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Physical Activity and Motor Skill Development During Early Childhood: Investigating the Role of Parent Support

Maeghan E. James, Kelly P. Arbour-Nicitopoulos, Matthew Kwan, Sara King-Dowling, and John Cairney

Purpose: This study examined the relationship between parent physical activity (PA) support and children’s motor skill development and PA during early childhood and explored the potential moderating effect of child PA and motor skills on these relationships. Methods: Participants (N = 589, 250 girls, meanage = 4.93 [0.59] y) were part of a larger, longitudinal cohort study. Motor skills were assessed using the Movement Assessment Battery for Children—Second Edition. Moderate to vigorous PA (MVPA) was measured using ActiGraph accelerometers. Five items were used to measure parent support frequency (1 = none, 3 = 3–4 times, 5 = daily). Moderation analyses were conducted to examine the moderating effect of MVPA and motor skills on the relationship between parent support and motor skills and MVPA, respectively. Results: Parent support was significantly related to motor skills (B = 14.45, P = .007), and child MVPA significantly moderated this relationship (B = −0.17, P = .021). The relationship between parent support and child MVPA did not reach significance (B = 2.89, P = .051); however, motor skills had a significant moderating effect (B = −0.08, P = .022). Conclusions: These novel findings suggest parent PA support is related to child motor skills and PA during early childhood, but this relationship is context dependent. Child-level characteristics should be considered in future parent PA support research.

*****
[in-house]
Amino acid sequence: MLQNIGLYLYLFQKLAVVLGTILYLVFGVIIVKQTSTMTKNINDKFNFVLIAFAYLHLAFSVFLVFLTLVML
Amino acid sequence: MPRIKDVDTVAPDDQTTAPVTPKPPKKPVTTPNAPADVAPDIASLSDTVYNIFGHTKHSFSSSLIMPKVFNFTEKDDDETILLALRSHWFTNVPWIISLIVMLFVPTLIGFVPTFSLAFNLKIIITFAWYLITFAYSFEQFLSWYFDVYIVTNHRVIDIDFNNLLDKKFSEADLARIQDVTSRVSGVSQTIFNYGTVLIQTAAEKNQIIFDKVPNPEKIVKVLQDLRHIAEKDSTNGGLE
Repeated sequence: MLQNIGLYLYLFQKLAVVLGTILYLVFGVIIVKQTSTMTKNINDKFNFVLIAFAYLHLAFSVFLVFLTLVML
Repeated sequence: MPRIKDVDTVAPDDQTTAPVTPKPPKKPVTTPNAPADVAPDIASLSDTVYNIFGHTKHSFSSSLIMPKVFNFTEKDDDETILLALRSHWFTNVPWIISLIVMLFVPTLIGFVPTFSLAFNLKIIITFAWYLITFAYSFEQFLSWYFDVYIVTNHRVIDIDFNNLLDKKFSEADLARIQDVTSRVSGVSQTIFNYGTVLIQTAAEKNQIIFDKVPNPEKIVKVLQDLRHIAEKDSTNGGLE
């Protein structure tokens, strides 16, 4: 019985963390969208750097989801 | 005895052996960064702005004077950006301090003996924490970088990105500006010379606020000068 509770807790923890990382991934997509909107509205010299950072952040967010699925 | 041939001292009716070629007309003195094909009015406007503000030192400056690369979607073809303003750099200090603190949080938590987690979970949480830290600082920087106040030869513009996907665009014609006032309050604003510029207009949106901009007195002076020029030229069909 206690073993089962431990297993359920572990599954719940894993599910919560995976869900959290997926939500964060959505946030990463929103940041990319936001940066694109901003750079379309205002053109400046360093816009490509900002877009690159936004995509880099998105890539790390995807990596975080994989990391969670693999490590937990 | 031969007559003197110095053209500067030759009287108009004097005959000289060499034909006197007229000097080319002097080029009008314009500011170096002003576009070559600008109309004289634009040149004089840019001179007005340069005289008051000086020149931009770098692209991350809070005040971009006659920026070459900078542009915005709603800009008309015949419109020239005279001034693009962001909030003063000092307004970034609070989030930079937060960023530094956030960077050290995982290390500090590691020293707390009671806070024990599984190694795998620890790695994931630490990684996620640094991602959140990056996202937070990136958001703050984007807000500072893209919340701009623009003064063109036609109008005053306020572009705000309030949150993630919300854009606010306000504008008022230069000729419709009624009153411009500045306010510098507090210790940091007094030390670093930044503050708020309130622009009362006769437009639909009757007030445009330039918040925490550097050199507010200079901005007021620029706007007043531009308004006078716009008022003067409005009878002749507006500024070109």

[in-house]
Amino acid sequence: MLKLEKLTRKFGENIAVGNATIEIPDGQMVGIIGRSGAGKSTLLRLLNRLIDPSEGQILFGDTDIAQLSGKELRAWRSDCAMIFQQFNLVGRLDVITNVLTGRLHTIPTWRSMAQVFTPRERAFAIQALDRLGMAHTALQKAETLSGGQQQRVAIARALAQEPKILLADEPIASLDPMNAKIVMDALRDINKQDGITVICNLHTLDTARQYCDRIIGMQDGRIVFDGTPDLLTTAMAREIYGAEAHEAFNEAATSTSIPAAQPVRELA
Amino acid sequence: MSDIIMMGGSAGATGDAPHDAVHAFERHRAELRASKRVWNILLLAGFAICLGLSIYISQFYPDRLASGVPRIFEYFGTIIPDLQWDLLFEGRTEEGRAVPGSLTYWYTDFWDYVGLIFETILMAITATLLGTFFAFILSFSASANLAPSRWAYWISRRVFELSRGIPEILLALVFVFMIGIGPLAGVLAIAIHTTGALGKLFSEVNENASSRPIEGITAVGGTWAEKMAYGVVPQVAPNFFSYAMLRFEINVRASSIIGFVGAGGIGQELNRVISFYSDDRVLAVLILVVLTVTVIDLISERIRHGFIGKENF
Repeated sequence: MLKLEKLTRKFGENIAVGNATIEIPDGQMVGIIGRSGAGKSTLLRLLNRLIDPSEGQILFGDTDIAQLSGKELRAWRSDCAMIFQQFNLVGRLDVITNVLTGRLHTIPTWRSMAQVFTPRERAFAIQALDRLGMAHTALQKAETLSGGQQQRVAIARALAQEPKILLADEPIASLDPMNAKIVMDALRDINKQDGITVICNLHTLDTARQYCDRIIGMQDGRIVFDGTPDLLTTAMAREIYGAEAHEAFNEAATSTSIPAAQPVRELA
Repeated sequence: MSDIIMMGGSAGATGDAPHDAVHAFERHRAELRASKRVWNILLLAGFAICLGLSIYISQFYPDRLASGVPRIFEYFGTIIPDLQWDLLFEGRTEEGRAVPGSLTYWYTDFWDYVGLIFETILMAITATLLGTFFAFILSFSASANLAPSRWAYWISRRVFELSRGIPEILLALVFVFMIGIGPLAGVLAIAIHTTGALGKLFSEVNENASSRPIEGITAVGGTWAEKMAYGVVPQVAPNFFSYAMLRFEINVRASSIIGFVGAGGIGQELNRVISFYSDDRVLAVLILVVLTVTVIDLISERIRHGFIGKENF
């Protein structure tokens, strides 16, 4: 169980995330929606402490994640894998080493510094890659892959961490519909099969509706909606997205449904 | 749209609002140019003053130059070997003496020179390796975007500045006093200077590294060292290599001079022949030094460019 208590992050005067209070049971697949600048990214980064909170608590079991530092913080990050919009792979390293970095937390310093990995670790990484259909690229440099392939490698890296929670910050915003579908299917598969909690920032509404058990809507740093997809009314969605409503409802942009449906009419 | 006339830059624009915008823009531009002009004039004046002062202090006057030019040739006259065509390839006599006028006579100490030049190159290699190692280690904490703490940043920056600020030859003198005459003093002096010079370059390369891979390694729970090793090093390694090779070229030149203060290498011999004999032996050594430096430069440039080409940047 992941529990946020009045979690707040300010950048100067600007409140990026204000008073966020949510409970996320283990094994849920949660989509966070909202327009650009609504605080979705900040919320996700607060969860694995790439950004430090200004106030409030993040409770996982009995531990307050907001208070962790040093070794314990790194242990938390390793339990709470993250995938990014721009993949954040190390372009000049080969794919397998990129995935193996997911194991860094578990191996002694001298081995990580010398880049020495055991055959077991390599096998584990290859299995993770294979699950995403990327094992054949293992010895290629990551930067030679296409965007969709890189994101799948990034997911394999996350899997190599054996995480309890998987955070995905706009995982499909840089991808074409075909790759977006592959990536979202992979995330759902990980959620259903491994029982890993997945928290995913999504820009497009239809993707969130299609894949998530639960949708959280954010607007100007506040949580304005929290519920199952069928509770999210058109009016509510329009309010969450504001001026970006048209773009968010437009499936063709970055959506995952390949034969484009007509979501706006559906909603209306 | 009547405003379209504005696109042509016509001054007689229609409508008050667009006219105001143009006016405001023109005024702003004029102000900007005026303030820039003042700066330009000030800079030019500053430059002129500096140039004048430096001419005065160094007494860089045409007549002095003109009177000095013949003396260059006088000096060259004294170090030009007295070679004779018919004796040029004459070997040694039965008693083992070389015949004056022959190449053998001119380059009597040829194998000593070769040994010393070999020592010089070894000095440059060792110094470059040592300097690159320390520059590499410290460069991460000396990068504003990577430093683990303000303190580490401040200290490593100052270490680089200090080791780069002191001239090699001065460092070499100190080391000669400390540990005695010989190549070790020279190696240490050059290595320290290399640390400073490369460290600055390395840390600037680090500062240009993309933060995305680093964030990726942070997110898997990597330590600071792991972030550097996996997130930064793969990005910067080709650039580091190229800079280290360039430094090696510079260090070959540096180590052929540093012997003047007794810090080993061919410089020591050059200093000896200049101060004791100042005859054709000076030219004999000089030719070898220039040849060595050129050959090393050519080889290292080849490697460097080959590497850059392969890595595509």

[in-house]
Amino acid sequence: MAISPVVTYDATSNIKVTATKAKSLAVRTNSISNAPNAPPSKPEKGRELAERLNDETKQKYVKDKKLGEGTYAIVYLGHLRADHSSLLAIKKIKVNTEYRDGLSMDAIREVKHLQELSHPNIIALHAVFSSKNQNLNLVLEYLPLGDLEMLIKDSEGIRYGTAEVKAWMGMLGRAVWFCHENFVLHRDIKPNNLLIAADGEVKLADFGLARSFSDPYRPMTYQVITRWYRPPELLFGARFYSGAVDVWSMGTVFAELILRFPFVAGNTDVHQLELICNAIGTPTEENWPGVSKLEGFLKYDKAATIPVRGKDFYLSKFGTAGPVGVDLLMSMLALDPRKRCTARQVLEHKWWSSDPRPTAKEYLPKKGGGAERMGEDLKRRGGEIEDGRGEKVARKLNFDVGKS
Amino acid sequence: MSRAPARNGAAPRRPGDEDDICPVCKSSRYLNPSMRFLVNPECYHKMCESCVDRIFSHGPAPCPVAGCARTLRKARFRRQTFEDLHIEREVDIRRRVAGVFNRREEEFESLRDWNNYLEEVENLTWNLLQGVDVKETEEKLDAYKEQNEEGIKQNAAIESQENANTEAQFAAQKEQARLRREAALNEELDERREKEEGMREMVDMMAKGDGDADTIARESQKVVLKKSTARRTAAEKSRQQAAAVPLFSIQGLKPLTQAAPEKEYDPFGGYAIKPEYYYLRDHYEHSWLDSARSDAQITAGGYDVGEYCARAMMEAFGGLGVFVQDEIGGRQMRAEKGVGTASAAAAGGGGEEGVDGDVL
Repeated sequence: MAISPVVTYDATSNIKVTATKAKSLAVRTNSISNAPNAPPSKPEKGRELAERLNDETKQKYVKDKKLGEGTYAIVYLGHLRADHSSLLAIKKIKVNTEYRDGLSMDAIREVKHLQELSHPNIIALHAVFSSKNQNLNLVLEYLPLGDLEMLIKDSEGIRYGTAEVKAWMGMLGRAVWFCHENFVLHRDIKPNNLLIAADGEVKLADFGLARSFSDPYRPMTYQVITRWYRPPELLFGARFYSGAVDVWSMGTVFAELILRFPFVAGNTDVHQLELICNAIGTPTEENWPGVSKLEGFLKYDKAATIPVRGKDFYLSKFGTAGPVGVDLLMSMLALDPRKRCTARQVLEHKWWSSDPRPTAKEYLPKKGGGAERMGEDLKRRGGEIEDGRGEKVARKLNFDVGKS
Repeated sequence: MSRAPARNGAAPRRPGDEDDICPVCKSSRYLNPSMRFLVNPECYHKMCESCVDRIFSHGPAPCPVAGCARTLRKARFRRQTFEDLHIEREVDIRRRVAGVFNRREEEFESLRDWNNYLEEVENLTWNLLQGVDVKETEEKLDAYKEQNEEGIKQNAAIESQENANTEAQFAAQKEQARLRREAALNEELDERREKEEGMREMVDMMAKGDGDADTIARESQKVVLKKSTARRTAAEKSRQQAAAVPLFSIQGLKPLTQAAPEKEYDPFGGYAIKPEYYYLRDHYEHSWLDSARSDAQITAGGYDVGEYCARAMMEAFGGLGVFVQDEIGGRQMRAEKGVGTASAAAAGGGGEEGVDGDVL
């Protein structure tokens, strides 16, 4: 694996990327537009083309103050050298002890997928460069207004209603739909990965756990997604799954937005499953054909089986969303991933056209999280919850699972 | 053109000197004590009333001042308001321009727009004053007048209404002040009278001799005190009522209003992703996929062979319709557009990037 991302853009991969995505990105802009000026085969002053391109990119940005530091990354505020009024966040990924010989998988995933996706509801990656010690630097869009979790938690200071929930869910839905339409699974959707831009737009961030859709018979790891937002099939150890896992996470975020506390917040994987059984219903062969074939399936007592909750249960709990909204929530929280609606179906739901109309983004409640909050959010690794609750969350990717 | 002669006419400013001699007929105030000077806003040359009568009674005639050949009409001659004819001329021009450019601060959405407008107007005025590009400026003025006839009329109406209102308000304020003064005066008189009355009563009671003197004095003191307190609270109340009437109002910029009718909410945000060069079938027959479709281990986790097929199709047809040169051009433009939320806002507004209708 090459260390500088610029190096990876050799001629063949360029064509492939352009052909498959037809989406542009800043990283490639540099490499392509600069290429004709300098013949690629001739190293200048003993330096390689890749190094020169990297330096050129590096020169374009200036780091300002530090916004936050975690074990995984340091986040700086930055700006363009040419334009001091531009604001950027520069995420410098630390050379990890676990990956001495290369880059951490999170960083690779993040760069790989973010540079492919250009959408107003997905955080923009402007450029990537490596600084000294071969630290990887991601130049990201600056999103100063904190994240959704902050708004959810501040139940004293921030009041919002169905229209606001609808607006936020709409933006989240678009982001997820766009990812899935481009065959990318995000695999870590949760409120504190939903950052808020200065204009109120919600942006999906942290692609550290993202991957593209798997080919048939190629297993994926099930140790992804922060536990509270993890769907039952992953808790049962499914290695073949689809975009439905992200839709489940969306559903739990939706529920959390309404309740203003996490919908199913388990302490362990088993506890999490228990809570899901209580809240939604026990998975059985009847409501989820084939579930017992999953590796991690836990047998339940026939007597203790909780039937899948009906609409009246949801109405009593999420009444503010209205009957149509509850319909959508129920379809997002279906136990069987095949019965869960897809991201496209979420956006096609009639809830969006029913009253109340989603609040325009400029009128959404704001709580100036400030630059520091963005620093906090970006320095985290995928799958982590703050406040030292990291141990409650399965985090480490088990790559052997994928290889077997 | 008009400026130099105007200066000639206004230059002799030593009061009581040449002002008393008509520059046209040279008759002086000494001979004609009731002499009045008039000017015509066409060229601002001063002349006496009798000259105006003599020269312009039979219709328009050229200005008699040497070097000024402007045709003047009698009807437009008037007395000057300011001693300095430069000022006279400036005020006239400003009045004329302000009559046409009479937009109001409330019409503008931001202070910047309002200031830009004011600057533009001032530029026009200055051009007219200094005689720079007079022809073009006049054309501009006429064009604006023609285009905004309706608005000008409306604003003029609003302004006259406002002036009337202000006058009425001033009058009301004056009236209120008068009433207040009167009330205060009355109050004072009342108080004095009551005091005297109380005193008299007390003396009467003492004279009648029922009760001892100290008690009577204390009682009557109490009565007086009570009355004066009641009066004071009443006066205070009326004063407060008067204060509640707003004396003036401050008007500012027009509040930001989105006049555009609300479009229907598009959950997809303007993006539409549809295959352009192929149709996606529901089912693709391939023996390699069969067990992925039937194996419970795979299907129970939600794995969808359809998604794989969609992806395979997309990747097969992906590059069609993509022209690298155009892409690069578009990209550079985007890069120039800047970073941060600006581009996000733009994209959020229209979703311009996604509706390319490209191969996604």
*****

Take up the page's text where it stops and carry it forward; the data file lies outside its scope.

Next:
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Long-Term Alterations in Pulmonary V ˙ O 2 and Muscle Deoxygenation On-Kinetics During Heavy-Intensity Exercise in Competitive Youth Cyclists: A Cohort Study